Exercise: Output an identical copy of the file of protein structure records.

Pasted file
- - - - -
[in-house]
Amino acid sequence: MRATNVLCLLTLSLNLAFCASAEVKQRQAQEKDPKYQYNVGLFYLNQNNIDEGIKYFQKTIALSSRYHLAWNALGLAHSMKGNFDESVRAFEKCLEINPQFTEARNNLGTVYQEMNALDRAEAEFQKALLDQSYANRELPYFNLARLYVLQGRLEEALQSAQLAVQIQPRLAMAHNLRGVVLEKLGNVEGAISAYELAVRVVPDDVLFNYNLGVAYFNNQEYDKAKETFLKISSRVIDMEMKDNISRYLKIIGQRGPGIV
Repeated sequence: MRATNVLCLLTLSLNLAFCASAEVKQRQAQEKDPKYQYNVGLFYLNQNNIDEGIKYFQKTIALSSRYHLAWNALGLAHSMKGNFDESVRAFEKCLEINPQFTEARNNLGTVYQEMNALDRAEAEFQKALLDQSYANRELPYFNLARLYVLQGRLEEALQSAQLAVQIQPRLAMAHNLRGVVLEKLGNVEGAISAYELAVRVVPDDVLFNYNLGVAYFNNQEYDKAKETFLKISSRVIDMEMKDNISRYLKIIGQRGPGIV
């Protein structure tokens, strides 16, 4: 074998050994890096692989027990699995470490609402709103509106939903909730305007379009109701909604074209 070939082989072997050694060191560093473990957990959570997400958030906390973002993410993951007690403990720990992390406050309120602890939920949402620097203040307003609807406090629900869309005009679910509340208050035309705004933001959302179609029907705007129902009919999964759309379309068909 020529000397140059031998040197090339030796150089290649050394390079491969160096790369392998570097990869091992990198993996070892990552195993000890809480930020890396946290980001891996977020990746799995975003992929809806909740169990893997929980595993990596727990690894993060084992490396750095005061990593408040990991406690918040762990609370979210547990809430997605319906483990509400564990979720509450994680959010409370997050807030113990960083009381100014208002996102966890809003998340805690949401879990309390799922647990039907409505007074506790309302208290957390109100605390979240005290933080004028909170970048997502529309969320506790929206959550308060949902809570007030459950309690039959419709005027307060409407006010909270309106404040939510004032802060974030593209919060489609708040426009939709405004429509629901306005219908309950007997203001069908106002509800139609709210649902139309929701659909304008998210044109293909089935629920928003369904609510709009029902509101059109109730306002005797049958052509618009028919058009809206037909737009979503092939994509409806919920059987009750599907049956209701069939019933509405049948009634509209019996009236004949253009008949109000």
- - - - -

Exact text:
[in-house]
Amino acid sequence: MRATNVLCLLTLSLNLAFCASAEVKQRQAQEKDPKYQYNVGLFYLNQNNIDEGIKYFQKTIALSSRYHLAWNALGLAHSMKGNFDESVRAFEKCLEINPQFTEARNNLGTVYQEMNALDRAEAEFQKALLDQSYANRELPYFNLARLYVLQGRLEEALQSAQLAVQIQPRLAMAHNLRGVVLEKLGNVEGAISAYELAVRVVPDDVLFNYNLGVAYFNNQEYDKAKETFLKISSRVIDMEMKDNISRYLKIIGQRGPGIV
Repeated sequence: MRATNVLCLLTLSLNLAFCASAEVKQRQAQEKDPKYQYNVGLFYLNQNNIDEGIKYFQKTIALSSRYHLAWNALGLAHSMKGNFDESVRAFEKCLEINPQFTEARNNLGTVYQEMNALDRAEAEFQKALLDQSYANRELPYFNLARLYVLQGRLEEALQSAQLAVQIQPRLAMAHNLRGVVLEKLGNVEGAISAYELAVRVVPDDVLFNYNLGVAYFNNQEYDKAKETFLKISSRVIDMEMKDNISRYLKIIGQRGPGIV
């Protein structure tokens, strides 16, 4: 074998050994890096692989027990699995470490609402709103509106939903909730305007379009109701909604074209 070939082989072997050694060191560093473990957990959570997400958030906390973002993410993951007690403990720990992390406050309120602890939920949402620097203040307003609807406090629900869309005009679910509340208050035309705004933001959302179609029907705007129902009919999964759309379309068909 020529000397140059031998040197090339030796150089290649050394390079491969160096790369392998570097990869091992990198993996070892990552195993000890809480930020890396946290980001891996977020990746799995975003992929809806909740169990893997929980595993990596727990690894993060084992490396750095005061990593408040990991406690918040762990609370979210547990809430997605319906483990509400564990979720509450994680959010409370997050807030113990960083009381100014208002996102966890809003998340805690949401879990309390799922647990039907409505007074506790309302208290957390109100605390979240005290933080004028909170970048997502529309969320506790929206959550308060949902809570007030459950309690039959419709005027307060409407006010909270309106404040939510004032802060974030593209919060489609708040426009939709405004429509629901306005219908309950007997203001069908106002509800139609709210649902139309929701659909304008998210044109293909089935629920928003369904609510709009029902509101059109109730306002005797049958052509618009028919058009809206037909737009979503092939994509409806919920059987009750599907049956209701069939019933509405049948009634509209019996009236004949253009008949109000």